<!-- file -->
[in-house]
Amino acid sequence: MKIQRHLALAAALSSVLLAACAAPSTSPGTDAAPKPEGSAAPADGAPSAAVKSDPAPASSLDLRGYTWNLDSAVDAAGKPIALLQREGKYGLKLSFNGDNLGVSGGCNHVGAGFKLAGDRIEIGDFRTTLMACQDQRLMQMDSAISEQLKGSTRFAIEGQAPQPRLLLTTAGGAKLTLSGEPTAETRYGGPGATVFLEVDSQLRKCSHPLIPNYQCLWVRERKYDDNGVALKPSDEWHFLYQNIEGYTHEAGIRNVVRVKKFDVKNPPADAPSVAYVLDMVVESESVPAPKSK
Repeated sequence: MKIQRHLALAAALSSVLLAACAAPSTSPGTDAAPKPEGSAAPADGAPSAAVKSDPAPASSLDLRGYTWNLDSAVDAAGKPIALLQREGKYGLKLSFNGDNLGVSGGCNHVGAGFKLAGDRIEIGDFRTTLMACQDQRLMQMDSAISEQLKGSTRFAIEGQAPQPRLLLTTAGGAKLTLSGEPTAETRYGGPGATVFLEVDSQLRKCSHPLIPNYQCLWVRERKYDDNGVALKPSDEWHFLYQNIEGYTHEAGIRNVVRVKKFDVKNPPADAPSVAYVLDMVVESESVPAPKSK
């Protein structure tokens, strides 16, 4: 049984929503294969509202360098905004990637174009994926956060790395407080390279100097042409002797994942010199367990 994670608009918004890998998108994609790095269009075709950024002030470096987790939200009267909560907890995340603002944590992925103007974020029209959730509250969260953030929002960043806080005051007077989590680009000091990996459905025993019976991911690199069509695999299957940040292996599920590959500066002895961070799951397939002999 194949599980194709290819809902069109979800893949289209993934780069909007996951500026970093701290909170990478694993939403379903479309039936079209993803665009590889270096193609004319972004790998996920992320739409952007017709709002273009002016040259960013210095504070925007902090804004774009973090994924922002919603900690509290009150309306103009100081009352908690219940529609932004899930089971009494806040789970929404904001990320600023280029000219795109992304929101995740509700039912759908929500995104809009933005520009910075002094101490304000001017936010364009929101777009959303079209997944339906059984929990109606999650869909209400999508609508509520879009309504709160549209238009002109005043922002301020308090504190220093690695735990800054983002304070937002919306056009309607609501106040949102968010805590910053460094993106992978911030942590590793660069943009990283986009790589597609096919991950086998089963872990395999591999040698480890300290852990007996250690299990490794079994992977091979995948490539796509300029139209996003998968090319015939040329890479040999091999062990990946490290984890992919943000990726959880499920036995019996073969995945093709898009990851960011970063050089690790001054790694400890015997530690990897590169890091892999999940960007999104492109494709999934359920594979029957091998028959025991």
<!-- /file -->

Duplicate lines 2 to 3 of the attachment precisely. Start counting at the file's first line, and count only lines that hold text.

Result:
Amino acid sequence: MKIQRHLALAAALSSVLLAACAAPSTSPGTDAAPKPEGSAAPADGAPSAAVKSDPAPASSLDLRGYTWNLDSAVDAAGKPIALLQREGKYGLKLSFNGDNLGVSGGCNHVGAGFKLAGDRIEIGDFRTTLMACQDQRLMQMDSAISEQLKGSTRFAIEGQAPQPRLLLTTAGGAKLTLSGEPTAETRYGGPGATVFLEVDSQLRKCSHPLIPNYQCLWVRERKYDDNGVALKPSDEWHFLYQNIEGYTHEAGIRNVVRVKKFDVKNPPADAPSVAYVLDMVVESESVPAPKSK
Repeated sequence: MKIQRHLALAAALSSVLLAACAAPSTSPGTDAAPKPEGSAAPADGAPSAAVKSDPAPASSLDLRGYTWNLDSAVDAAGKPIALLQREGKYGLKLSFNGDNLGVSGGCNHVGAGFKLAGDRIEIGDFRTTLMACQDQRLMQMDSAISEQLKGSTRFAIEGQAPQPRLLLTTAGGAKLTLSGEPTAETRYGGPGATVFLEVDSQLRKCSHPLIPNYQCLWVRERKYDDNGVALKPSDEWHFLYQNIEGYTHEAGIRNVVRVKKFDVKNPPADAPSVAYVLDMVVESESVPAPKSK